Pokémon Type Chart - Strengths and Weaknesses

If you played Pokémon Blue or Red, or even Green if you are THAT old, and chose Charmander as your first pokémon, you know how types can be nasty to you. You killed Caterpies and Weedles with your ember like they were made of paper. But then, a not-so-wild Onyx appeared and put a stop to your dream.

Pokémon Type Chart

Miraculously, you won. But right after you fought Misty with her water Pokémons and you watched as your Charmeleon bathed in defeat. That's when you proclaimed "No more!" and went on to study Pokémon's type chart strengths and weaknesses.

The thing is, generation after generation more types were added and some older Pokémons got revamped, changing their type or adding new ones. Today you will learn about the most recent type chart from the latest Pokémon released, Sword and Shield, so your badass fire dragon-like Pokémon won't ever again get squashed by a starfish.

Pokémon Types & Type Chart

We created a table chart showing all Pokémon's types, which types they strike hard, and which types strike them. Plus, we also added resistances, because some types take less damage from others and Dr. Oak forgot to tell you. Below the chart, there's an explanation about single and double-type Pokémon and how attacks behave in these situations.

Type Super Effective Against Weak Against Resistant To
Normal N/A Fighting Ghost
Fire Grass, Ice, Bug, Steel Water, Ground, Rock Fire, Grass, Ice, Bug, Steel, Fairy
Water Fire, Ground, Rock Electric, Grass Fire, Water, Ice, Steel
Electric Water, Flying Ground Electric, Flying, Steel
Grass Water, Ground, Rock Fire, Ice, Poison, Flying, Bug Water, Electric, Grass, Ground
Ice Grass, Ground, Flying, Dragon Fire, Fighting, Rock, Steel Ice
Fighting Normal, Ice, Rock, Dark, Steel Flying, Psychic, Fairy Bug, Rock, Dark
Poison Grass, Fairy Ground, Psychic Grass, Fighting, Poison, Bug, Fairy
Ground Fire, Electric, Poison, Rock, Steel Water, Grass, Ice Electric, Poison, Rock
Flying Grass, Fighting, Bug Electric, Ice, Rock Ground, Grass, Fighting, Bug
Psychic Fighting, Poison Bug, Ghost, Dark Fighting, Psychic
Bug Grass, Psychic, Dark Fire, Flying, Rock Grass, Fighting, Ground
Rock Fire, Ice, Flying, Bug Water, Grass, Fighting, Ground, Steel Normal, Fire, Poison, Flying
Ghost Psychic, Ghost Ghost, Dark Normal, Fighting, Poison, Bug
Dragon Dragon Ice, Dragon, Fairy Fire, Water, Electric, Grass
Dark Psychic, Ghost Fighting, Bug, Fairy Ghost, Dark
Steel Ice, Rock, Fairy Fire, Fighting, Ground Normal, Grass, Ice, Flying, Psychic, Bug, Rock, Dragon, Steel, Fairy
Fairy Fighting, Dragon, Dark Poison, Steel Fighting, Bug, Dark
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Single-type and Double-type Strengths and Weaknesses

A dragon Pokémon erasing his opponent's existence

I bet you're wondering: how can fairies do extra damage to dragons? Well, me too.

Moving on, there's some math to do regarding single-type and double-type Pokémons. A single-type (a Fire attack against a Grass-type Pokémon) will deal double normal damage. But advantages stack, so if your opponent's Pokémon has double-type and both are weak against your attack (a Fire attack against a Grass/Bug-type Pokémon) you will deal quadruple damage. The message in the game is the same for both attacks, "It's super effective!".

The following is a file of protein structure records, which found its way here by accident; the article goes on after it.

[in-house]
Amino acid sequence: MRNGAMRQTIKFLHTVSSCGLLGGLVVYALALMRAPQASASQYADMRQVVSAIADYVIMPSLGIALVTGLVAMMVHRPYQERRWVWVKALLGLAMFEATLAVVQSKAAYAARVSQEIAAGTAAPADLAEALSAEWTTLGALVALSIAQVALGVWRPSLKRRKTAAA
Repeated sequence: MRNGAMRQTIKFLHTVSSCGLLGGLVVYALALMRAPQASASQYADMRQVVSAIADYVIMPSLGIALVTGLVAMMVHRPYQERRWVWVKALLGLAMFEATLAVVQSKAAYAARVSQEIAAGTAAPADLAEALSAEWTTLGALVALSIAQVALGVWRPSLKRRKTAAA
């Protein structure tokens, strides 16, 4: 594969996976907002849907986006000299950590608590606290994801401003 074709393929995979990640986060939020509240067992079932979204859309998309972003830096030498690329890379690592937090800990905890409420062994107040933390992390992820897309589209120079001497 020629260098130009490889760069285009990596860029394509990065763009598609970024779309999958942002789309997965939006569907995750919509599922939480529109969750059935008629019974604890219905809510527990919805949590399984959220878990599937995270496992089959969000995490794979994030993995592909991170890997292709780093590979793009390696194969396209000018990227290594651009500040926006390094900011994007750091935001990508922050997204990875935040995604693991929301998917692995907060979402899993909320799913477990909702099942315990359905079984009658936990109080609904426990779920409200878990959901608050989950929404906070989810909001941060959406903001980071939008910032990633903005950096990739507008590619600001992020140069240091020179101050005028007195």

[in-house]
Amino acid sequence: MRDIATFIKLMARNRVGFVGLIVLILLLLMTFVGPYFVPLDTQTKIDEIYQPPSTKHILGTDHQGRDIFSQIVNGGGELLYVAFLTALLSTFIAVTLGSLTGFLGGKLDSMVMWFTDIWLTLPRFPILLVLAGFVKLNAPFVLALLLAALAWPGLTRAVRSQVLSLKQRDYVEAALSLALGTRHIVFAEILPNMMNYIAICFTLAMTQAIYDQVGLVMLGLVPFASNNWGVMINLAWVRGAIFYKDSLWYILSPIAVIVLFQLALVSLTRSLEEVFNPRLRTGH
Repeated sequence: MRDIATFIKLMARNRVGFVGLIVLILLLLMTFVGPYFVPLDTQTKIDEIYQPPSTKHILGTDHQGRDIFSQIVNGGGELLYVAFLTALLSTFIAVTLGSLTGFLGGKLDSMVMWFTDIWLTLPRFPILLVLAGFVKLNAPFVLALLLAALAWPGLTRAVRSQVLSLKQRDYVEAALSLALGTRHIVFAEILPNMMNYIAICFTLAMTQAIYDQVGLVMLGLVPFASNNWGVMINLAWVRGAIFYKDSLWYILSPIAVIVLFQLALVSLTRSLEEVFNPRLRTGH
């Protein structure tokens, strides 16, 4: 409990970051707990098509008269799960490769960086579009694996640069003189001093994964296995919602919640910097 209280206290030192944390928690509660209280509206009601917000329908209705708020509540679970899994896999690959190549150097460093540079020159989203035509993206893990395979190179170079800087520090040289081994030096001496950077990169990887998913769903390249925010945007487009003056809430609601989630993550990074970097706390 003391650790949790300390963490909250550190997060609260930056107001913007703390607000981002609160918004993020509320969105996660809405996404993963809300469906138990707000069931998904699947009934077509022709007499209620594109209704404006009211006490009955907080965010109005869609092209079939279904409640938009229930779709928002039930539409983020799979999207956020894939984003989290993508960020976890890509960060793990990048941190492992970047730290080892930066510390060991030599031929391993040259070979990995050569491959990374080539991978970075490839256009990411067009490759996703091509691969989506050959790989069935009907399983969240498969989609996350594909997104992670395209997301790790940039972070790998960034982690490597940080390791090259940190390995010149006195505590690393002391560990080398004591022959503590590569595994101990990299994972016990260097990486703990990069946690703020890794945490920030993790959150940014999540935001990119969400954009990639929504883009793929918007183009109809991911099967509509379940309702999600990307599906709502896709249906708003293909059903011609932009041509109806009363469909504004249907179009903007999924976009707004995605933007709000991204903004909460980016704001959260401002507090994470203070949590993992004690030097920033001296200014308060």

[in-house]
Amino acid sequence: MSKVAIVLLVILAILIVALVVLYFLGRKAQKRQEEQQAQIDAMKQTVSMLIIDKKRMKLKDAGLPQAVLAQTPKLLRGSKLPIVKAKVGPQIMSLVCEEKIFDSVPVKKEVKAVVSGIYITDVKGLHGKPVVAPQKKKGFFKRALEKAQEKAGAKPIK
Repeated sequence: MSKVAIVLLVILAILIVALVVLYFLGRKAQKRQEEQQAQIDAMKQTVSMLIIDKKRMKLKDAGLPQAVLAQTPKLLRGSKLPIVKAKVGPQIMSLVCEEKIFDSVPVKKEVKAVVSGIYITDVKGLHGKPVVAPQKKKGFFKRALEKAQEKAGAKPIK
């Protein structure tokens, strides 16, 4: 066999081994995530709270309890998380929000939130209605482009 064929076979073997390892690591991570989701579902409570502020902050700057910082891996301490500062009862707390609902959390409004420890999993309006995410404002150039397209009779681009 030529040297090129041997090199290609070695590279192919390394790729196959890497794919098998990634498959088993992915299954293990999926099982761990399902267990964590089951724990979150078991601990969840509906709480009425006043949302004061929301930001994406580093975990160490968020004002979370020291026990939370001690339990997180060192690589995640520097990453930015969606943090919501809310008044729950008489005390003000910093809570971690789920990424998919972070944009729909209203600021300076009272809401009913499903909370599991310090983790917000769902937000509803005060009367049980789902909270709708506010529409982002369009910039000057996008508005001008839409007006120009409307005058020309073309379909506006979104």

On the other hand, a single- and double-type resistance will only suffer half and a quarter normal damage respectively (a Water/Dragon-type Pokemon receiving a Fire attack). In-game, the message will be "It's not very effective".

There's another feature in Pokémon which I never knew until... now. It's called STAB, an abbreviated form of Same Type Attack Bonus. It amplifies the power of the move if the attacking Pokémon has the same type as the move used (for example a Water-type Pokémon using a Water-type move). In this case, the damage is 1.5 times normal. This is also added to any other advantages, so a Fire-type Pokémon using a Fire-type move against a Grass/Bug-type Pokémon will cause six times (2×2×1.5) normal damage! How about that, Misty?!

The game manual didn't say that you would have an algebra test, right? The good news, we're not done yet. What happens if you use an Electric attack against a Ground-type Pokémon? It has no effect, so it causes no damage (Ground is immune to Electric). And if you use an Electric attack against a Ground/Water-type Pokémon? Even though Water is weak against Electric, it won't have an effect and thus, no damage.

The last one, I swear. This one is easy. If the type of a move is super effective against one of the opponent's types but not very effective against the other, Grass attack versus Water/Flying Pokémon, then one nullifies the other, causing regular damage.

That's it. You now have at your disposal the most recent Pokémon type chart along with a math lesson: your Pokémon's strength plus your opponent's weakness equals your victory. Now go show Misty what you are made of!

Murillo Zerbinatto
Murillo is a passionate lover of role-playing games, fantasy books and super powers' anime. Has just begun a career in game writing, hoping to one day co-write Final Fantasy XVII.